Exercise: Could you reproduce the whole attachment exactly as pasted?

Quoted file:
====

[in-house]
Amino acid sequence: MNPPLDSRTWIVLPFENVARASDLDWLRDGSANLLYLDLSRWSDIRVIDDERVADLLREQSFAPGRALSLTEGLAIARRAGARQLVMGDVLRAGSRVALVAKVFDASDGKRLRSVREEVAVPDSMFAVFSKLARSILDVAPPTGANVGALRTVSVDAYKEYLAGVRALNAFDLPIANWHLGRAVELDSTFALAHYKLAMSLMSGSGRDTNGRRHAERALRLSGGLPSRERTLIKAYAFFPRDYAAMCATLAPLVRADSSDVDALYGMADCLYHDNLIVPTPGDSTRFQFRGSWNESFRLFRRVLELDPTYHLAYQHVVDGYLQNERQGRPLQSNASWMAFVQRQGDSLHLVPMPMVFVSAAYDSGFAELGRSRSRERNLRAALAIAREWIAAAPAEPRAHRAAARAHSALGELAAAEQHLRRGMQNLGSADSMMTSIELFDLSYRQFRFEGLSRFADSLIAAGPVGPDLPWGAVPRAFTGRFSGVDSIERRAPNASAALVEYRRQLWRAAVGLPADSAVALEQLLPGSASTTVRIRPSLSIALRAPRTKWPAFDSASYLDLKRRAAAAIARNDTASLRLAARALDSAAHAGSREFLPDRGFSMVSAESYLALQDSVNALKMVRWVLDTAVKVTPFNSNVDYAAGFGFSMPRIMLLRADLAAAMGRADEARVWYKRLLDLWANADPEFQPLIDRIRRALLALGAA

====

[in-house]
Amino acid sequence: MNPPLDSRTWIVLPFENVARASDLDWLRDGSANLLYLDLSRWSDIRVIDDERVADLLREQSFAPGRALSLTEGLAIARRAGARQLVMGDVLRAGSRVALVAKVFDASDGKRLRSVREEVAVPDSMFAVFSKLARSILDVAPPTGANVGALRTVSVDAYKEYLAGVRALNAFDLPIANWHLGRAVELDSTFALAHYKLAMSLMSGSGRDTNGRRHAERALRLSGGLPSRERTLIKAYAFFPRDYAAMCATLAPLVRADSSDVDALYGMADCLYHDNLIVPTPGDSTRFQFRGSWNESFRLFRRVLELDPTYHLAYQHVVDGYLQNERQGRPLQSNASWMAFVQRQGDSLHLVPMPMVFVSAAYDSGFAELGRSRSRERNLRAALAIAREWIAAAPAEPRAHRAAARAHSALGELAAAEQHLRRGMQNLGSADSMMTSIELFDLSYRQFRFEGLSRFADSLIAAGPVGPDLPWGAVPRAFTGRFSGVDSIERRAPNASAALVEYRRQLWRAAVGLPADSAVALEQLLPGSASTTVRIRPSLSIALRAPRTKWPAFDSASYLDLKRRAAAAIARNDTASLRLAARALDSAAHAGSREFLPDRGFSMVSAESYLALQDSVNALKMVRWVLDTAVKVTPFNSNVDYAAGFGFSMPRIMLLRADLAAAMGRADEARVWYKRLLDLWANADPEFQPLIDRIRRALLALGAA